All HCPs will be very aware of the meal cap, so nobody will be expecting a five-course banquet. Buffets can be used for any meal, though most countries offer a higher meal cap for dinner, so if you want to offer a plated meal, this may be the time to do it. A set menu can also help the venue (and event organizer) keep costs down, rather than a full à la carte offering.
Many hotel groups will be used to hosting events for HCPs, so they can work with you to create a menu that fits within your meal cap budget. However, as the cost of living increases, be aware that you may get less for your money than you’re used to, as meal caps aren’t increasing in line with inflation, food, energy, and labor costs.
How to avoid fines
Pharmaceutical companies found to be exceeding the meal caps set for their attendees can be subject to fines, which can inflict reputational damage on highly regulated life science companies.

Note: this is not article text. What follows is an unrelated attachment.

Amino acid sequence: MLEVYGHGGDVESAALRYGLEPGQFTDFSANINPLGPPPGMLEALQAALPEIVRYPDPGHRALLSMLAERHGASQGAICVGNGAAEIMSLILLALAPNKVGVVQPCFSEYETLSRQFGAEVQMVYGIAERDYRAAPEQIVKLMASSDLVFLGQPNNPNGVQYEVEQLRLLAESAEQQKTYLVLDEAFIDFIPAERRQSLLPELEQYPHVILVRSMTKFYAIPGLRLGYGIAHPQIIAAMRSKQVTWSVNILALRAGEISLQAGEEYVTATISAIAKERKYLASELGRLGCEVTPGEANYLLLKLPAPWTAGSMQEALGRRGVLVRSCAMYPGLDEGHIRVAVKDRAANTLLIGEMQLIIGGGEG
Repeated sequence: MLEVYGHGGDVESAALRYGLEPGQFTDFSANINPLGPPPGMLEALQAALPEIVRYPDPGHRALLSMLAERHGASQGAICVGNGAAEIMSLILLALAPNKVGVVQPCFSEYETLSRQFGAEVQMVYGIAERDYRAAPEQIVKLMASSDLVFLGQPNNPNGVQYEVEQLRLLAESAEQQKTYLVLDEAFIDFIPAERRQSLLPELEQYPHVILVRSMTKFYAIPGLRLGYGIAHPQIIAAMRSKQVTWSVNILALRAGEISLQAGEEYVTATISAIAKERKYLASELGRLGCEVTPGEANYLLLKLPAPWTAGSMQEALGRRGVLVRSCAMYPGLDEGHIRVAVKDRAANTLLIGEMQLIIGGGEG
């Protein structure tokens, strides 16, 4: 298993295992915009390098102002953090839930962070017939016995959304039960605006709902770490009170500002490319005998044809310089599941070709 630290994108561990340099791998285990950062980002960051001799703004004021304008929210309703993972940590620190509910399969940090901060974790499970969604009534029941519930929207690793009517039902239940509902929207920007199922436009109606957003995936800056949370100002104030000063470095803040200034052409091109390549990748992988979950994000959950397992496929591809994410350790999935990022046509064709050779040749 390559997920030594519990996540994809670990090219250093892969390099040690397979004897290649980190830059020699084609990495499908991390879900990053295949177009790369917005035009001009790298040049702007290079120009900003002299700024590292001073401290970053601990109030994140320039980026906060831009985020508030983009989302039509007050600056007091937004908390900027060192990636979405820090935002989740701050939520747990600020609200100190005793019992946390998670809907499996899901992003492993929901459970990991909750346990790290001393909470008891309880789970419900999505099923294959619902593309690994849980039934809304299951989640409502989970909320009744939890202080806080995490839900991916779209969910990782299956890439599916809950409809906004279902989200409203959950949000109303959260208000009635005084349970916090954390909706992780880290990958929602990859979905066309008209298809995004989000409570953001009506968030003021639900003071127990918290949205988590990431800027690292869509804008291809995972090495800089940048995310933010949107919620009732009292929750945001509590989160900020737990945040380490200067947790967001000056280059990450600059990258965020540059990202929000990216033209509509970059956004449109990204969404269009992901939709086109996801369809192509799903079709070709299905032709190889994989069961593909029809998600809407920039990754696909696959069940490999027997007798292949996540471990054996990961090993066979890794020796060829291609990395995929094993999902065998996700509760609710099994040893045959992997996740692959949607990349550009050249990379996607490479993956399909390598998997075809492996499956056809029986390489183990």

Each pharmaceutical company has its own meal caps, which may be even stricter than those imposed at the country level, so anyone organizing an event for HCPs must check and re-check the documentation given to them by the attending companies. They must ensure that they comply with all the relevant meal caps. Sometimes, it may work out in your favor – for instance, Belgium increased its meal caps on January 1, 2023, giving event organizers more budget to play with.
In particular, be sure to check the attendees every time a new batch of invitations is sent, and cross-reference them against your documentation to stay on top of the various meal caps. If they change halfway through the planning phase and there’s still time for you to adapt to the new cap, you will be expected to do so, so it pays to stay up to date with the latest documentation.